But the boys missed their space--a place to relax for "quiet time." Or a room to play Legos without trashing their parents' house. And a little peace and quiet when it was time for bed. So when the big kids were away at Grandy Camp we decided it was time for the girls' to start sharing a room. There was only one problem--space.
|Julia's "bedspread" -- a $2 curtain panel from Goodwill.|
And then I found it. There wasn't much explanation to go by, but it seemed pretty straightforward. After a little more research and measuring, we decided to purchase an IKEA bunkbed and crib (yes, that would be our third crib. I'm tossing around a few ideas for repurposing the other two since they're both recalled/dropside cribs.)
|She really does like her room. She just doesn't like when mommy can't hold her.|
A few days later I was out in the garage and came across one of Jon's Coast Guard Academy trunks. The cadets used to use them to house all their personal belongings that they stored in the barracks' attic, and currently it was holding all Jon's old football paraphernalia. Originally, we were going to just paint it white to blend in with the furniture, but I think hubby was a little sad about covering up the Coast Guard emblem. So I designed a satin and tulle slipcover to fit it. It works, but the truth is, it's too annoying to put on and take off all the time. So we basically only use it when I take pictures or if guests are coming over.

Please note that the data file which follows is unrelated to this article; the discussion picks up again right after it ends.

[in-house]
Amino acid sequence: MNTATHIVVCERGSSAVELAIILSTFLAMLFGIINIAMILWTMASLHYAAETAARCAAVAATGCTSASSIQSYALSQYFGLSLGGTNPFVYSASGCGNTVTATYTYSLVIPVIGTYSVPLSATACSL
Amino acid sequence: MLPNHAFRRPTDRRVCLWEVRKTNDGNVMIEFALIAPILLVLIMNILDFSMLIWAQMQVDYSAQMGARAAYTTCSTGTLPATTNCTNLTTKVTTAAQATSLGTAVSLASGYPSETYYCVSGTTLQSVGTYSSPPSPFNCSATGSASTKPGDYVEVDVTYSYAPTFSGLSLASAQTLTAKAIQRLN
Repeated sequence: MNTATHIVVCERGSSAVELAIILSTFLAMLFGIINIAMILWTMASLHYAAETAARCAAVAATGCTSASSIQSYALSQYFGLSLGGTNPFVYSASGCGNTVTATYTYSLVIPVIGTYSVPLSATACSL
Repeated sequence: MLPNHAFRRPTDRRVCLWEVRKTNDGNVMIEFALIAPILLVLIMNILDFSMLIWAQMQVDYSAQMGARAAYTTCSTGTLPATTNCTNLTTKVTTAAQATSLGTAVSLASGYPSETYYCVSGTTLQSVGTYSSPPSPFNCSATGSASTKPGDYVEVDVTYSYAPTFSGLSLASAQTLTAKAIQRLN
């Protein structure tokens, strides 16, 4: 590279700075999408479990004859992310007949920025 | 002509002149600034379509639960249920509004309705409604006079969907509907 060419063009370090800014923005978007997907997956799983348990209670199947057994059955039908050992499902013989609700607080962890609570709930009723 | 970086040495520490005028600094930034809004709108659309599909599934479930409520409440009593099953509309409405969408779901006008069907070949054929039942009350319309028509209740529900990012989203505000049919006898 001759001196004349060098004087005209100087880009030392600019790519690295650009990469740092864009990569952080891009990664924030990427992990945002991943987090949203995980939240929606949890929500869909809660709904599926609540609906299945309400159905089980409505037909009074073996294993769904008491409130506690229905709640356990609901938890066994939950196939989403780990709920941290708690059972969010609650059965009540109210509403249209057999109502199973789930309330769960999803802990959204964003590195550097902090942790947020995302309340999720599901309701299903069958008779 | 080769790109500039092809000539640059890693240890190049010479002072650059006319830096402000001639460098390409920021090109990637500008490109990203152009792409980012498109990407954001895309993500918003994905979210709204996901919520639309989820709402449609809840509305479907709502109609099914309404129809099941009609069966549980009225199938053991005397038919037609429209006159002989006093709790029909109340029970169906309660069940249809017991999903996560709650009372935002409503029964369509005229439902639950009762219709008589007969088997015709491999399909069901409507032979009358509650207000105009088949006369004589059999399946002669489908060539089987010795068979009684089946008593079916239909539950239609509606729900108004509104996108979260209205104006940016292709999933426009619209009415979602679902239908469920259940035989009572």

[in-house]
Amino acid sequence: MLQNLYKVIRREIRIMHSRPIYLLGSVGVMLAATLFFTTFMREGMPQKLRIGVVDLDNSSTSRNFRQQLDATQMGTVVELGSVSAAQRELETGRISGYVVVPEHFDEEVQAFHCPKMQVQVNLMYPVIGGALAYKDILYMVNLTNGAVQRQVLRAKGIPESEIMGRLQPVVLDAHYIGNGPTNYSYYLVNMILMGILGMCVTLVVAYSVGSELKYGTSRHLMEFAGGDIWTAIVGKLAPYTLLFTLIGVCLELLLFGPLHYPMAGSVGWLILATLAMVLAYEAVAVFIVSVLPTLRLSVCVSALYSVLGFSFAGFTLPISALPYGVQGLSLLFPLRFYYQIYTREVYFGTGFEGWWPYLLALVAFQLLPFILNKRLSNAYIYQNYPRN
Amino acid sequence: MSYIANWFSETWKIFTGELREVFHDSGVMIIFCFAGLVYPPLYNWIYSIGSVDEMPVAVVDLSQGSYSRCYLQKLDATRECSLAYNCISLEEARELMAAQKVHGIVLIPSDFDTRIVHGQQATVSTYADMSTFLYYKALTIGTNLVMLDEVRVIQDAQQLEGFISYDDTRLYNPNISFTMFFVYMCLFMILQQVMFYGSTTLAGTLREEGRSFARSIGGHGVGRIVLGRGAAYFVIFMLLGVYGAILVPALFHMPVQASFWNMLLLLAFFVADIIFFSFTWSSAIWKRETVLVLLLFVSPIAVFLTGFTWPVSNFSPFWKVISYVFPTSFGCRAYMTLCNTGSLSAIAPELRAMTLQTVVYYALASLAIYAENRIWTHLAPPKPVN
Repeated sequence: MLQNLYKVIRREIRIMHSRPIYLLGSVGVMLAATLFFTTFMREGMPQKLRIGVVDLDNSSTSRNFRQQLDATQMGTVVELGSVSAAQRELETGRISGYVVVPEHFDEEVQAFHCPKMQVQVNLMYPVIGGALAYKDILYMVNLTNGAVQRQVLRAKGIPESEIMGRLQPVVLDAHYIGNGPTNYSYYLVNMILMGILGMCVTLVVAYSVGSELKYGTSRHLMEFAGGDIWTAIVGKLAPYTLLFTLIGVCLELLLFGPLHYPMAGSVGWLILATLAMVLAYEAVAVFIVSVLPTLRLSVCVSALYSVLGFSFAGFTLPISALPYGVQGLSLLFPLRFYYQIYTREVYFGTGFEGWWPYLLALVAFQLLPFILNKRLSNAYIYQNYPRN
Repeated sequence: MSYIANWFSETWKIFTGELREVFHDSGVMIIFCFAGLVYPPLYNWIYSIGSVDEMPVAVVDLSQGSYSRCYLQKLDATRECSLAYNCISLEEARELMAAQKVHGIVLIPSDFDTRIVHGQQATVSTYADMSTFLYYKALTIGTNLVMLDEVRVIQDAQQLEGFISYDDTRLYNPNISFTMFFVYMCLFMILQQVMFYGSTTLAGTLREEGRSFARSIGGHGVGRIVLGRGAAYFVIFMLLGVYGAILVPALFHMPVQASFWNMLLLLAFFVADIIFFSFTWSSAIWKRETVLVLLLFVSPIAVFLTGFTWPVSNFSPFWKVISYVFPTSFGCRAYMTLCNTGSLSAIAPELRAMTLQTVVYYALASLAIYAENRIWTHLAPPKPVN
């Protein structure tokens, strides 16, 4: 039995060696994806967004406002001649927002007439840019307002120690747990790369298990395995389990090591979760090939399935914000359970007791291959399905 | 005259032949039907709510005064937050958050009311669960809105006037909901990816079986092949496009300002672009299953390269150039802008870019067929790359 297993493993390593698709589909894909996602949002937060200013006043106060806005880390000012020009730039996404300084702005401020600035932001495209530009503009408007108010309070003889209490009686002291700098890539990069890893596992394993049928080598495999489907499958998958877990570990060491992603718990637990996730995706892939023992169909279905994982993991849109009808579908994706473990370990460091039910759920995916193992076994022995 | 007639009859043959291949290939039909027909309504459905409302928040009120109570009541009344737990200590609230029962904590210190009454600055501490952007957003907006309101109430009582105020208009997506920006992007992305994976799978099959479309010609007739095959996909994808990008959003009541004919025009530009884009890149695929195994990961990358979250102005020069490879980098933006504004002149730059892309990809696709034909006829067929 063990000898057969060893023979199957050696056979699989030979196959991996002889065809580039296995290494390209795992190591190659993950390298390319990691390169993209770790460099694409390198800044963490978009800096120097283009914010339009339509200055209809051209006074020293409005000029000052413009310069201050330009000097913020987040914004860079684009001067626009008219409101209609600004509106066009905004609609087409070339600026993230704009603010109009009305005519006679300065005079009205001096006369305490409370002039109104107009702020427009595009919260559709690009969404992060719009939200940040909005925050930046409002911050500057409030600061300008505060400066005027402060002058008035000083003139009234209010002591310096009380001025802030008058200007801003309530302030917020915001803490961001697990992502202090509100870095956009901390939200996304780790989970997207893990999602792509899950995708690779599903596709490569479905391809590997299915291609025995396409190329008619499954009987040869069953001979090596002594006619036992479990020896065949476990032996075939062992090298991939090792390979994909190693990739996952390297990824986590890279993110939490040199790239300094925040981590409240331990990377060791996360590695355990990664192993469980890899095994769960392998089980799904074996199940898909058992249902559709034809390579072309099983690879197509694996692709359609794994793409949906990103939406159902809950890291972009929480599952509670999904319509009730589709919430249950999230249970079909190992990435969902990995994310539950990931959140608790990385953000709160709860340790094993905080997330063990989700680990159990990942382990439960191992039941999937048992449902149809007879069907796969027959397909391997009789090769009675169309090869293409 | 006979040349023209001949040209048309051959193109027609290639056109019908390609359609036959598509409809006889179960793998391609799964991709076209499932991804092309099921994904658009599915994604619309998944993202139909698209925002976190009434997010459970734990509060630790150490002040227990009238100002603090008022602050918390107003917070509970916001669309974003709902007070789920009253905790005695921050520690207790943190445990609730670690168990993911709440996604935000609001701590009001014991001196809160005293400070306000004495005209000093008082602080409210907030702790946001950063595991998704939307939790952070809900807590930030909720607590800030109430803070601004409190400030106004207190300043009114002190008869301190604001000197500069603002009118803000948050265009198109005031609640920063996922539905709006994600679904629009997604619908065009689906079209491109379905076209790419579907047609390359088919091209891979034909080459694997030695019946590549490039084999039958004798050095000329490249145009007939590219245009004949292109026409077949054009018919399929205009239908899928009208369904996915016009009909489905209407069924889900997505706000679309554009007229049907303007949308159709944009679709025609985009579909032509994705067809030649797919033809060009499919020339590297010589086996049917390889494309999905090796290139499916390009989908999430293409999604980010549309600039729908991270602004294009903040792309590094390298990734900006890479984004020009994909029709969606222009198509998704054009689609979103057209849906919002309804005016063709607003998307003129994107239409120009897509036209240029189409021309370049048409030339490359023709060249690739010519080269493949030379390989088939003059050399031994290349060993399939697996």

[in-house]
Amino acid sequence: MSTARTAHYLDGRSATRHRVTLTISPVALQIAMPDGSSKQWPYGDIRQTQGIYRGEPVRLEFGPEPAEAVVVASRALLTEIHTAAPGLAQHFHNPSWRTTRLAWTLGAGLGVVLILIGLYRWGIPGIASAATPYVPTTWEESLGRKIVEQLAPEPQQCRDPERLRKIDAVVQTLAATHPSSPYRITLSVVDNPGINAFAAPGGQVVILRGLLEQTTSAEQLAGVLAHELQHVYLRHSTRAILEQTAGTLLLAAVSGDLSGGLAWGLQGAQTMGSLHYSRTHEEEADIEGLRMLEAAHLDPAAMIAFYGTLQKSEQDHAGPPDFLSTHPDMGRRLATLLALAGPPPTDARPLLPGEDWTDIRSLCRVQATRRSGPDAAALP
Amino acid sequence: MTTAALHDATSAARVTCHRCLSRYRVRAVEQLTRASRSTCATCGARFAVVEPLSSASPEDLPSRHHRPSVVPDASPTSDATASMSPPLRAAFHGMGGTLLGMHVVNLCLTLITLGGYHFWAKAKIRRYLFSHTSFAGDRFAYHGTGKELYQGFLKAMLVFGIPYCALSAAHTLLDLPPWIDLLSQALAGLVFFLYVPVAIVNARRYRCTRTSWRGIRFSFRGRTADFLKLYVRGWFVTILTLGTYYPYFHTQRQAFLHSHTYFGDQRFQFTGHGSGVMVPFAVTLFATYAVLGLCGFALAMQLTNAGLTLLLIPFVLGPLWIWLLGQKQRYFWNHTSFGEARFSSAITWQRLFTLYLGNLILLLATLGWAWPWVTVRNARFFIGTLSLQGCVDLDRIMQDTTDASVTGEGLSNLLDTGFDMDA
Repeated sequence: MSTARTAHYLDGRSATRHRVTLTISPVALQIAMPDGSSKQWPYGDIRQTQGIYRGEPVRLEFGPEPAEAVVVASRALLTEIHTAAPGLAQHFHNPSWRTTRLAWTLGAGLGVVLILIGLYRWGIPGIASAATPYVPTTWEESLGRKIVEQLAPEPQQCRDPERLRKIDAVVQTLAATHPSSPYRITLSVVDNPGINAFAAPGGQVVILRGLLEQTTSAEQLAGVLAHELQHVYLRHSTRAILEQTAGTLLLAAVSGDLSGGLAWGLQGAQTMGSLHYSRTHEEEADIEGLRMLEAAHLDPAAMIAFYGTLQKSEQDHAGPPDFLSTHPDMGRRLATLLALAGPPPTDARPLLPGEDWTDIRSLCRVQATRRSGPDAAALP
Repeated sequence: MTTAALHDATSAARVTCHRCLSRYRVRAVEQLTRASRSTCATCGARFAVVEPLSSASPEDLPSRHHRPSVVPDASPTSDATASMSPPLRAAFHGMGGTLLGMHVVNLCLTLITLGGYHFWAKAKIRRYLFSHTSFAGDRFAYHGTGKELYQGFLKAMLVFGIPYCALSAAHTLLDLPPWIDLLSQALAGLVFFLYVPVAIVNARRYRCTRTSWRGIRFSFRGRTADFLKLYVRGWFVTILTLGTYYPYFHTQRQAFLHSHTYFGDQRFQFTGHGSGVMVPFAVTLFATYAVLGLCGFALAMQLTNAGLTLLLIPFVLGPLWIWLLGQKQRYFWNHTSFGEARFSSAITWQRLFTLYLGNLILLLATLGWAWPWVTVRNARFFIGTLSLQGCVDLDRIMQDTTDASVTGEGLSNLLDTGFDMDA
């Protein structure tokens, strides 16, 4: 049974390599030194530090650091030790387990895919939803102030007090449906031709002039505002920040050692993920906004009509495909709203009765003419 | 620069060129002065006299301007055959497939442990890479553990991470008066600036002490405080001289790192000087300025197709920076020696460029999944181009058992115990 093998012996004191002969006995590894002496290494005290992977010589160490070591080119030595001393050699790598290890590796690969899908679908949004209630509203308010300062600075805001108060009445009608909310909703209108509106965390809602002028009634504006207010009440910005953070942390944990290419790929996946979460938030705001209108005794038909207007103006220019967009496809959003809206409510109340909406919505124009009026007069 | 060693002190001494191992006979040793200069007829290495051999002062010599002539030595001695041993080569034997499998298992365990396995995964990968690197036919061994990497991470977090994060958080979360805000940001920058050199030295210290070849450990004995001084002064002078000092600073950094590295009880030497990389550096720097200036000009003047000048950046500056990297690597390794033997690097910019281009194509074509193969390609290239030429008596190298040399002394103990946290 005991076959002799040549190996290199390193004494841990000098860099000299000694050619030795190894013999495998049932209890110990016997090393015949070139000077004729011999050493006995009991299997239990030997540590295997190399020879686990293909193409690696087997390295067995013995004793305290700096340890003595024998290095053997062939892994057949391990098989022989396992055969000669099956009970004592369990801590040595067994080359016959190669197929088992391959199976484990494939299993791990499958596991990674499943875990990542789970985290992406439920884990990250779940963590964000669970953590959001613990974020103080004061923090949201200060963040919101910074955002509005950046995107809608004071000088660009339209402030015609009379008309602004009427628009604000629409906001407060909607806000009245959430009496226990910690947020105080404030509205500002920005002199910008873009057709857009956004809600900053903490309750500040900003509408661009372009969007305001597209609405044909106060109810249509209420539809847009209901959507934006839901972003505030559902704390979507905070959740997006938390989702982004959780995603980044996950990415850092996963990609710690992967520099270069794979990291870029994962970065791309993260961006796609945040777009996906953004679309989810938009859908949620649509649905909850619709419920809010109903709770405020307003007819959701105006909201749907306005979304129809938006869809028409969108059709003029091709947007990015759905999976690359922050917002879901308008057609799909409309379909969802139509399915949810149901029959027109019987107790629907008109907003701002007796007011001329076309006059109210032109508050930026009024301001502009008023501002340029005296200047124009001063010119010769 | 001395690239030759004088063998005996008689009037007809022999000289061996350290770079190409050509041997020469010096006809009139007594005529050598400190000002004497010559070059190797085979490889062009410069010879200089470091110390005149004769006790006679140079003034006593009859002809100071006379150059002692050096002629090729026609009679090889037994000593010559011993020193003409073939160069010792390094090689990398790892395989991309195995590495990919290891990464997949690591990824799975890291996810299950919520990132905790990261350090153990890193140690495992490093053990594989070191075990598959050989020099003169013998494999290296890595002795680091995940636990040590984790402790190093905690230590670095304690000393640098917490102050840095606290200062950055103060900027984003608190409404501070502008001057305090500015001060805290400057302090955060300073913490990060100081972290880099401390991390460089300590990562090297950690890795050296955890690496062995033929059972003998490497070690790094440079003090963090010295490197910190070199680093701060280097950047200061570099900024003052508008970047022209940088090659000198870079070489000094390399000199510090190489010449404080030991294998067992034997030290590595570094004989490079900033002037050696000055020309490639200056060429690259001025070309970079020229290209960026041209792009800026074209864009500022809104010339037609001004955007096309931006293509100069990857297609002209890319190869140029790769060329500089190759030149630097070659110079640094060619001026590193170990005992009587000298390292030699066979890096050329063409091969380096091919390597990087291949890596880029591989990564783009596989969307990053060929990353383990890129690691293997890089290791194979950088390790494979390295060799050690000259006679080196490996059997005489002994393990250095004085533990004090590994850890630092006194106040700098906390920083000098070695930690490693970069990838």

|Earlier this fall, with the original dresser.|
There were a few for free or cheap, if we were willing to make a drive. There was one nearby for $50, but I ended up as second on a waiting list. And then there was one just a few minutes away for $75. I tried to talk the seller down, but they wouldn't budge. So I agreed to come out and look at it anyway.
We had just had a big storm and there were branches down every where. I followed the GPS and it led me up a long, branch-scattered lane and ended at a McMansion. A McMansion with stuff everywhere--in the yard, in the driveway, in the garage. And then a man answered the door and I realized that while I had assumed I'd been emailing a woman about a play kitchen all this time, it had really been a man. So he directed me inside a house that, like the yard, was full of stuff. Clearly kids had lived here, but there was no sign of anyone that afternoon. And then he led me down the steps to the basement, which was basically a second house and which was also full of stuff. And right about this time the warning bells are going off and all those scary Craigslist stories are running through my head.
So it turned out the kitchen wasn't really in the greatest condition. And then I pointed out that it was missing a door. And he assured me it was not. And then I pointed out that there were hinges where a door should have been. And he had to concede. And so when I suggested a lower price and he still wouldn't hear it (something about a bunch of other people interested as well), I decided it was time to go. (Sidetone: the same kitchen was still on Craigslist for weeks after I looked it. So much for all those other interested buyers.)